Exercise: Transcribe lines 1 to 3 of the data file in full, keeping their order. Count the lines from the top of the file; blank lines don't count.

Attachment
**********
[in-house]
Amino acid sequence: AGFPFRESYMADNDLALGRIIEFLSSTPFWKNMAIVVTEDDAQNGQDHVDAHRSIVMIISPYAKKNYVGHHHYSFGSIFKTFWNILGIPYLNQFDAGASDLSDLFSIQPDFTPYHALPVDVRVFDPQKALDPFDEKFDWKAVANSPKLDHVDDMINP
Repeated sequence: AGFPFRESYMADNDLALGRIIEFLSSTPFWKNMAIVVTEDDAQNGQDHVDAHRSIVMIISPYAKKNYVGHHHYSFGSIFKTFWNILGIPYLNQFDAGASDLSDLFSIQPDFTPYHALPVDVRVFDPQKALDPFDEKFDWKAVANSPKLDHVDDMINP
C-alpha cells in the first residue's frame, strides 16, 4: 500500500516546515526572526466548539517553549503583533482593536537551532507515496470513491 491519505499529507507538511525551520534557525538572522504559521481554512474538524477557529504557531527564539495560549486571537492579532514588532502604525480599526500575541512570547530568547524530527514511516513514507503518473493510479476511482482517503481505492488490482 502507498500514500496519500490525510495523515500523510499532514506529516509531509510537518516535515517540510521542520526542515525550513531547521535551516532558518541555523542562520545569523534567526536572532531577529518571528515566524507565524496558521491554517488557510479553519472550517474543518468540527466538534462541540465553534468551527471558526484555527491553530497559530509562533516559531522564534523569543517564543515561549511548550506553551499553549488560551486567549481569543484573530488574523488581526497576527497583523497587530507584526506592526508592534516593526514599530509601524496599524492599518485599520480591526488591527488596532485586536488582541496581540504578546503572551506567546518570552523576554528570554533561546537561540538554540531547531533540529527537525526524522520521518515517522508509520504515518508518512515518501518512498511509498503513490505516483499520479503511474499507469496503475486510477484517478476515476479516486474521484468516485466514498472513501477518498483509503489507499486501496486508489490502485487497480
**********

[in-house]
Amino acid sequence: AGFPFRESYMADNDLALGRIIEFLSSTPFWKNMAIVVTEDDAQNGQDHVDAHRSIVMIISPYAKKNYVGHHHYSFGSIFKTFWNILGIPYLNQFDAGASDLSDLFSIQPDFTPYHALPVDVRVFDPQKALDPFDEKFDWKAVANSPKLDHVDDMINP
Repeated sequence: AGFPFRESYMADNDLALGRIIEFLSSTPFWKNMAIVVTEDDAQNGQDHVDAHRSIVMIISPYAKKNYVGHHHYSFGSIFKTFWNILGIPYLNQFDAGASDLSDLFSIQPDFTPYHALPVDVRVFDPQKALDPFDEKFDWKAVANSPKLDHVDDMINP